Convenience doesn’t need to be wrapped in plastic.

If we are going to lead impact-driven lives, start impact-driven businesses and shop from companies striving to impact our planet for the better, why is everything we buy still wrapped in plastic?

It's an odd feeling to open a box delivered from a brand (often times a notably sustainable one) only to unravel layers of plastic, styrofoam, and paper to get to the merchandise. The majority of the time, the merchandise inside the box is tiny in comparison to the trash mound that now resides on the living room floor.

On a broad scale, this conversation begins with the companies who are creating the packaging materials and the sustainable brands aiming to ship consciously and ethically. Thoughtful research must be put into buying supplies to ship.

Companies like Everlane are taking a major stance on how their products are packaged and being “radically transparent” about the steps they are taking to ship their products with as little plastic as possible. Package Free shop is another company dedicated to not only shipping their products with recycled and plastic-free materials but they are founded on selling “zero-waste” products. They only sell products that are waste-free, eco-friendly and conscious in the way they are packaged.

This conversation begins with the companies who are creating the packaging materials and the sustainable brands aiming to ship consciously and ethically.

If you’re looking for a better way to ship, the company RePack is an incredible resource for shipping sustainably. They have created a system for e-commerce brands to eliminate the need for any packaging materials at all by using reusable packaging that is shipped directly to the consumer then back to the RePack factory to be used again. This process eliminates tons of unnecessary single-use waste.


How Individuals Can Tackle
The Plastic Problem

Of course, global shifts take time and only in the last decade or so has the conversation about the severity of our waste taken to the mainstream audience. Here are some ways that as consumers we can be proactive in spreading the idea of more conscious shipping materials:

Purchase Directly From The Brand:

This article in Forbes is a transparent look into how companies like Amazon are playing a huge role in the massive shipping waste problem. Small brands have a lot more control over monitoring how their products are packaged and shipped and will be more passionate about integrating recycled and plastic-free packaging into their business models.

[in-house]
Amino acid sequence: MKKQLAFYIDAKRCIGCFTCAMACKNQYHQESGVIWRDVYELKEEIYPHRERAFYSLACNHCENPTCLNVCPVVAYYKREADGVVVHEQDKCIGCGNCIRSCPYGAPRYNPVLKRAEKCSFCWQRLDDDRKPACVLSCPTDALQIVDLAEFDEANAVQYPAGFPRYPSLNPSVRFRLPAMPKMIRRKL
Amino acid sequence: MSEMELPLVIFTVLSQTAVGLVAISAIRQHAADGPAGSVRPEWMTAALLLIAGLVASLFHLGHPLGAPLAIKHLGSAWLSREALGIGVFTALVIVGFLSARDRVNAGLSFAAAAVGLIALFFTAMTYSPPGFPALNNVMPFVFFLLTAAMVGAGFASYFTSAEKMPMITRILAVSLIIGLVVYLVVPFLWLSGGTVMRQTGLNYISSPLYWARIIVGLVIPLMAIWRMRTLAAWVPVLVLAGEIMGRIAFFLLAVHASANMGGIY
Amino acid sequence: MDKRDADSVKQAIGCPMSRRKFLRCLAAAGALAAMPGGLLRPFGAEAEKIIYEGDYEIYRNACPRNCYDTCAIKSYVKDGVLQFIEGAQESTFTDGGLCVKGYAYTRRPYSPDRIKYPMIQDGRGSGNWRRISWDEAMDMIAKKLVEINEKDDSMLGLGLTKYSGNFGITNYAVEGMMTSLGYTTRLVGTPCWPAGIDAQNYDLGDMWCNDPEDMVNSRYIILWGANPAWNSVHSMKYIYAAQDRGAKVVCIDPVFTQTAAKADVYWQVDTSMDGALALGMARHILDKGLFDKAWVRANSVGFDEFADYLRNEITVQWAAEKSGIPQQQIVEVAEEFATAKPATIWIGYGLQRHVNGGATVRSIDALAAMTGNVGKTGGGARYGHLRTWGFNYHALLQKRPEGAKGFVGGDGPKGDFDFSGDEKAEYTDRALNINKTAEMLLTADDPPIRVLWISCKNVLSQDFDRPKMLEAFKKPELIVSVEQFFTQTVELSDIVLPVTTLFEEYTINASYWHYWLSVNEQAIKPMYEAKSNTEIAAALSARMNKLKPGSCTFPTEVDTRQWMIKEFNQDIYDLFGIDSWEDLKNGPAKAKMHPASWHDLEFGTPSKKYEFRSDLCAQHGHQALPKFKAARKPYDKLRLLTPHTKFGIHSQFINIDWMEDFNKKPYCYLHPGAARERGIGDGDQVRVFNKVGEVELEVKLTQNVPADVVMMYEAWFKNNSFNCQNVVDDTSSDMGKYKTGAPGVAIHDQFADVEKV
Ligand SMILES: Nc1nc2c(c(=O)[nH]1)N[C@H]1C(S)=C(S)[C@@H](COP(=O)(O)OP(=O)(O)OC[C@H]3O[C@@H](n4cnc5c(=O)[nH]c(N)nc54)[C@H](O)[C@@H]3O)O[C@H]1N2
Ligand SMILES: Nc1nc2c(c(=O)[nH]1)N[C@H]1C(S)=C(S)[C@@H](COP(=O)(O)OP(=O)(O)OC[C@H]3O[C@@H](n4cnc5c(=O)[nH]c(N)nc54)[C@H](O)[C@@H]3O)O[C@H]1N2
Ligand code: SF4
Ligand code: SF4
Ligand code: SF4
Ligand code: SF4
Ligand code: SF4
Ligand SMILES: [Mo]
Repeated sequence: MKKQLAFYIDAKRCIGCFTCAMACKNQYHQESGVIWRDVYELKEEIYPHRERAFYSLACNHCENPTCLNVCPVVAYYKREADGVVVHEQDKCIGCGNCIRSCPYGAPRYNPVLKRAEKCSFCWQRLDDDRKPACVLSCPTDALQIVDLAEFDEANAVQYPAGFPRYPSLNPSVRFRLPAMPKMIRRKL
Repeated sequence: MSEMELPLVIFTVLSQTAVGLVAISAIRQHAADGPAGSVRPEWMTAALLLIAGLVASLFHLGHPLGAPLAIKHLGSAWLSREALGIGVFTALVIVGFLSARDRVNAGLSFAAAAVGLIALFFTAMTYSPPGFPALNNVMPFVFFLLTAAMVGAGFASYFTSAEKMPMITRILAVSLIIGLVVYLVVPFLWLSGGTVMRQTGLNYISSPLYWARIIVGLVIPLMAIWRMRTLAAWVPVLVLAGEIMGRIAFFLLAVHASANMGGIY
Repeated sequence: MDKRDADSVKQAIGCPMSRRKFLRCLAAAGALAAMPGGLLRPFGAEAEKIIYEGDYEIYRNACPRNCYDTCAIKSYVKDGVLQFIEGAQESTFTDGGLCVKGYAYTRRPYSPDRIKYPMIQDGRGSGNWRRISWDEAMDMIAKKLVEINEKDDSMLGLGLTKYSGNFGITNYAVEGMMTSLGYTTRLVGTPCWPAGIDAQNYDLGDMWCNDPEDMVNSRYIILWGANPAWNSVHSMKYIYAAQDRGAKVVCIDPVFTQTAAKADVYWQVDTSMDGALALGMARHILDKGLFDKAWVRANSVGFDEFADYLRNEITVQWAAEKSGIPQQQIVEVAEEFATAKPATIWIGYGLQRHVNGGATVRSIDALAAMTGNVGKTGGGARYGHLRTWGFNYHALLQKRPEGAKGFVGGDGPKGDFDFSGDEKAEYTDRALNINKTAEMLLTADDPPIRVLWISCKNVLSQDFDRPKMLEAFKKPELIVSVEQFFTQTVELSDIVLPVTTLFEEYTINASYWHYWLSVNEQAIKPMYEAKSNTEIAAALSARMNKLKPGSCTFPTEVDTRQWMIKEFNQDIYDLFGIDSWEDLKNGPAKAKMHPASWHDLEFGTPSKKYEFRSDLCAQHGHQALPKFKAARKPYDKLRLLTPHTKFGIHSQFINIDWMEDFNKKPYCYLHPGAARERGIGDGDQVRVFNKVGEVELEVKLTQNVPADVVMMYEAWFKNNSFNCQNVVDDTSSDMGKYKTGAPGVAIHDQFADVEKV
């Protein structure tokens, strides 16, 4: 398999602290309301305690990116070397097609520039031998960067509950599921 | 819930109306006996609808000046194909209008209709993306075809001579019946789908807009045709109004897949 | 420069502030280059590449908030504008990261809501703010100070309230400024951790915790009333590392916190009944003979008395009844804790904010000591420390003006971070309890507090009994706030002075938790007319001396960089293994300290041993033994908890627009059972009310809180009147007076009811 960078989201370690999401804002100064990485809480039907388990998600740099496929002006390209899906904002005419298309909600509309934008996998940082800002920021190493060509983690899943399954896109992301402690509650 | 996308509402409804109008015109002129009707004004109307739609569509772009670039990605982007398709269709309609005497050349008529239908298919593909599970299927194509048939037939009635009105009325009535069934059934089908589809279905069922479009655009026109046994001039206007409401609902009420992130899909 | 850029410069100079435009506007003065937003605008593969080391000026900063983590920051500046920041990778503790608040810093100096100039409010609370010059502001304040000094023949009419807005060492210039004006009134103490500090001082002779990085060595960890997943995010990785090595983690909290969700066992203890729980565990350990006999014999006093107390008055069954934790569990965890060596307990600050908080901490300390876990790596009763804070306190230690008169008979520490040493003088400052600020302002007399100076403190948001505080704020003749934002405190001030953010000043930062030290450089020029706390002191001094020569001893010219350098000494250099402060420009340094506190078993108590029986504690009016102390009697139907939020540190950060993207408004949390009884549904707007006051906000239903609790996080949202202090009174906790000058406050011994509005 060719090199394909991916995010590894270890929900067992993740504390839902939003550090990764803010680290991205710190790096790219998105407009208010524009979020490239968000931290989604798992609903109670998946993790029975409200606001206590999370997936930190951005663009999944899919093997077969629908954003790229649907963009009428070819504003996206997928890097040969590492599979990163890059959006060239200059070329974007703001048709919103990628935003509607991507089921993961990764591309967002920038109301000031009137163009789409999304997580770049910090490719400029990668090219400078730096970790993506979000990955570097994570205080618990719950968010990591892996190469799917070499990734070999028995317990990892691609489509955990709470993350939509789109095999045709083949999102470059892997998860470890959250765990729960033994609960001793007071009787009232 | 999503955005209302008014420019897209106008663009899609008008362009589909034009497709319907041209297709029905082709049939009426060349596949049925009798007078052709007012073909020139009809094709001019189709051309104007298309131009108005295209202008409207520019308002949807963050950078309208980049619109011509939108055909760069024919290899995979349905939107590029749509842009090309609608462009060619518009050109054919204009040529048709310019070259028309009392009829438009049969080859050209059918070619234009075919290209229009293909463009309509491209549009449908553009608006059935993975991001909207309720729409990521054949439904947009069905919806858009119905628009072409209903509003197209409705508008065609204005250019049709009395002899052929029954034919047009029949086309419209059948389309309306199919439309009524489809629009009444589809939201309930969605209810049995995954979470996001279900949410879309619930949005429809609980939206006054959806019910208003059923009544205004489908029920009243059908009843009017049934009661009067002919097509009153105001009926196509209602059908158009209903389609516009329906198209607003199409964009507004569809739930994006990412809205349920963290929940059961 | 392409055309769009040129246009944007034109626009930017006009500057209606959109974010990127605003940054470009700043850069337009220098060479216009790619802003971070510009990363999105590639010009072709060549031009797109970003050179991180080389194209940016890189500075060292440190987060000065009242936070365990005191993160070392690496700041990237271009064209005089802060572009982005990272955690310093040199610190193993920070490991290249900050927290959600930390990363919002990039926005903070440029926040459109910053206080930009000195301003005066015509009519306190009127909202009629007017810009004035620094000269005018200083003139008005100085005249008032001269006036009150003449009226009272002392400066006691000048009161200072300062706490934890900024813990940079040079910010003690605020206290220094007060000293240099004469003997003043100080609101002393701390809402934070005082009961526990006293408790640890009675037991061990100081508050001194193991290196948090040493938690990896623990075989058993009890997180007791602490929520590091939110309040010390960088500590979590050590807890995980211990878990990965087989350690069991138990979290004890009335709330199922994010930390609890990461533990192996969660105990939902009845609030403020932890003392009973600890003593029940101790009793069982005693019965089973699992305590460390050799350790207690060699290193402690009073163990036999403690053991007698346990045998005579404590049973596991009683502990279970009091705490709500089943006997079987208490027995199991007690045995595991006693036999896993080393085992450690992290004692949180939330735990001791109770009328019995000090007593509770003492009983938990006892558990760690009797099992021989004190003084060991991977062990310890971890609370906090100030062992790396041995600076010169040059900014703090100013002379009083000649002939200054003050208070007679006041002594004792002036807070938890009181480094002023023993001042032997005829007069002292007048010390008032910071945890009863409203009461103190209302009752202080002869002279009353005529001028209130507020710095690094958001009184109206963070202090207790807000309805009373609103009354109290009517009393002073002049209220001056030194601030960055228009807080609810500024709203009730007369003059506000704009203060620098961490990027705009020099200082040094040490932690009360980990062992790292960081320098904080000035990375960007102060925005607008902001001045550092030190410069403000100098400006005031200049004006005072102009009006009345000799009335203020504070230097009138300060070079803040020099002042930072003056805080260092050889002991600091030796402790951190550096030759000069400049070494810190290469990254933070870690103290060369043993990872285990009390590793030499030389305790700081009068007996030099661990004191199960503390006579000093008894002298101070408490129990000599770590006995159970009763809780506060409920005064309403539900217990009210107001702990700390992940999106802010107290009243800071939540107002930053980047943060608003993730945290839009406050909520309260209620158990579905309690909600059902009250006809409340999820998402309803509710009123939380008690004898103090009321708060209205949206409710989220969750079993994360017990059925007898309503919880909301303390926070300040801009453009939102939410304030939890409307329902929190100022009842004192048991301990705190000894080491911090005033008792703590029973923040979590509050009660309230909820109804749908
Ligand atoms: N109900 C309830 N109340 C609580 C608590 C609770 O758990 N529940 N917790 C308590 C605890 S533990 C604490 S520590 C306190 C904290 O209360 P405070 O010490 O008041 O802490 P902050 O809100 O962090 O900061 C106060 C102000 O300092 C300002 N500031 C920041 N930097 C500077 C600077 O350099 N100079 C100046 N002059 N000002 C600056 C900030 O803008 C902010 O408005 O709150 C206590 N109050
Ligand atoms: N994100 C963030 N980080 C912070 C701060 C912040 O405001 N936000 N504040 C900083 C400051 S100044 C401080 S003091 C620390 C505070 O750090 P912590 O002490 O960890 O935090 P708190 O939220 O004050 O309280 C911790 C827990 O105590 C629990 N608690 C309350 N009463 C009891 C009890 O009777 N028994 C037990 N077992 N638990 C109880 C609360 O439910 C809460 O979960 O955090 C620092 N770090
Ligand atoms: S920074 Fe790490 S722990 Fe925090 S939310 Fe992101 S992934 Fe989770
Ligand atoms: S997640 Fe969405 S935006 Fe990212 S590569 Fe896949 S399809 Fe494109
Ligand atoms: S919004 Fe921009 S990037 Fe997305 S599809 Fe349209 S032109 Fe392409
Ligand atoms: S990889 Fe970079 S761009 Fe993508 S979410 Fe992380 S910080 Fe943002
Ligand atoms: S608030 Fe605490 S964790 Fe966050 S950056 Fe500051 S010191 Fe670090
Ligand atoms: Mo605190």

Research The FAQs:

Many brands do not put information about the types of materials that they are using to ship, and this needs to start becoming more transparent. Reach out to the brand if there is nothing listed before placing an order and see if they can tell you the materials used to ship. You can also ask for as little waste as possible—or even no plastic—in the custom message typically provided when placing an online order. This is not to say that if their shipping materials are not perfect you shouldn’t support the brand, however this starts the conversation between you and the brand.

Leave A Review:

Brands listen. If you are disappointed by the amount of trash that came with your order, let the brand know. Chances are they are more focused on giving you the best quality merchandise and haven’t considered alternate shipping materials to actually get it to you. Again, this is a relatively new conversation and there are just beginning to be alternate materials like this company that provides recycled and biodegradable materials for companies to use to ship.

Shop Brick & Mortar:

The old-fashioned way of shopping requires very little waste when going into a store. Ideally, the only waste you may receive is a paper bag holding your merchandise. There are a lot of sustainable brands opting for brick & mortar as a way to bring the community together and meet their customers IRL as well. Continuing to support physical stores is a wonderful way to be waste-free and support local businesses.


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Courtney Jay Higgins is the Content Strategist at The Good Trade. She is also a Yoga Instructor, vegetarian, wellness and fashion enthusiast. Originally from Colorado, her soul found California when she came to get her degree in Visual Communications at the Fashion Institute Of Design & Merchandising. She has a background in telling a story through writing, creative direction and content creation. Her online blog hosts her unique perspective on the mergence of fashion and spirituality.